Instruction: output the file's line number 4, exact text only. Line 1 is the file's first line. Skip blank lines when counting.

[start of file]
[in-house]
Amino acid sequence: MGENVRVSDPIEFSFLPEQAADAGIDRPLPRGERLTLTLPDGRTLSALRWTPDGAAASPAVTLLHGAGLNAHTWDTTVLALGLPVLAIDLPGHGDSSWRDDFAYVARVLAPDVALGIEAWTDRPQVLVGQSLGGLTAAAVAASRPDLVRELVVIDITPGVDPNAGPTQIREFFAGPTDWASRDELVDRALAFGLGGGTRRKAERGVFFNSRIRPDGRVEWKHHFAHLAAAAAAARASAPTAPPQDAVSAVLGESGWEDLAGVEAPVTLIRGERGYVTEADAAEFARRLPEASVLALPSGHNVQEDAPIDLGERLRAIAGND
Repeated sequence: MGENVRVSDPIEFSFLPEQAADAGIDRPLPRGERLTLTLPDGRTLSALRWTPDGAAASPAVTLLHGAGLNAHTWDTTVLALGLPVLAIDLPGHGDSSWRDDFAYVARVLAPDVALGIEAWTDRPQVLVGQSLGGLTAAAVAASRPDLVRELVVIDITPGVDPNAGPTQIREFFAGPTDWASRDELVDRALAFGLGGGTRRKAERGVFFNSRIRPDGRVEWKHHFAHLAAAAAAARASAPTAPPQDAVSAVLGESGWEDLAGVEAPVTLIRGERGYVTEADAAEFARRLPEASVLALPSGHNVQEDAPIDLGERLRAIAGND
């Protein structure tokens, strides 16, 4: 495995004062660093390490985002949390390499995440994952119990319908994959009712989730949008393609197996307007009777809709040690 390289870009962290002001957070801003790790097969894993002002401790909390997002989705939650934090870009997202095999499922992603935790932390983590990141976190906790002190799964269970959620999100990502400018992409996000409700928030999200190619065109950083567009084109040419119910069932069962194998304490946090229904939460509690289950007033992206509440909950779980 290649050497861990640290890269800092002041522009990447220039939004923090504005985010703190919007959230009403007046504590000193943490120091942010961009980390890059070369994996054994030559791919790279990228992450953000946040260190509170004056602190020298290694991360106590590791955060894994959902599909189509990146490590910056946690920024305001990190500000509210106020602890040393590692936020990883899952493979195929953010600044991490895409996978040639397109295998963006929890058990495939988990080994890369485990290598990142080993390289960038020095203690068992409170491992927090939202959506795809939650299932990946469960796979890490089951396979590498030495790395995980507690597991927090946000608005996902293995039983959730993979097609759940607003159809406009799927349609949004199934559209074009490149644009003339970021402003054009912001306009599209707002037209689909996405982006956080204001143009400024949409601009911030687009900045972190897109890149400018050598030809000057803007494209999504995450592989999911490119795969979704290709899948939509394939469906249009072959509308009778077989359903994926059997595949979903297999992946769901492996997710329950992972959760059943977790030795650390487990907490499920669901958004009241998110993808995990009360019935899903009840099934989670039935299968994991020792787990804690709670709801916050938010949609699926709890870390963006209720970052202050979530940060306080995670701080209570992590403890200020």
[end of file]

């Protein structure tokens, strides 16, 4: 495995004062660093390490985002949390390499995440994952119990319908994959009712989730949008393609197996307007009777809709040690 390289870009962290002001957070801003790790097969894993002002401790909390997002989705939650934090870009997202095999499922992603935790932390983590990141976190906790002190799964269970959620999100990502400018992409996000409700928030999200190619065109950083567009084109040419119910069932069962194998304490946090229904939460509690289950007033992206509440909950779980 290649050497861990640290890269800092002041522009990447220039939004923090504005985010703190919007959230009403007046504590000193943490120091942010961009980390890059070369994996054994030559791919790279990228992450953000946040260190509170004056602190020298290694991360106590590791955060894994959902599909189509990146490590910056946690920024305001990190500000509210106020602890040393590692936020990883899952493979195929953010600044991490895409996978040639397109295998963006929890058990495939988990080994890369485990290598990142080993390289960038020095203690068992409170491992927090939202959506795809939650299932990946469960796979890490089951396979590498030495790395995980507690597991927090946000608005996902293995039983959730993979097609759940607003159809406009799927349609949004199934559209074009490149644009003339970021402003054009912001306009599209707002037209689909996405982006956080204001143009400024949409601009911030687009900045972190897109890149400018050598030809000057803007494209999504995450592989999911490119795969979704290709899948939509394939469906249009072959509308009778077989359903994926059997595949979903297999992946769901492996997710329950992972959760059943977790030795650390487990907490499920669901958004009241998110993808995990009360019935899903009840099934989670039935299968994991020792787990804690709670709801916050938010949609699926709890870390963006209720970052202050979530940060306080995670701080209570992590403890200020």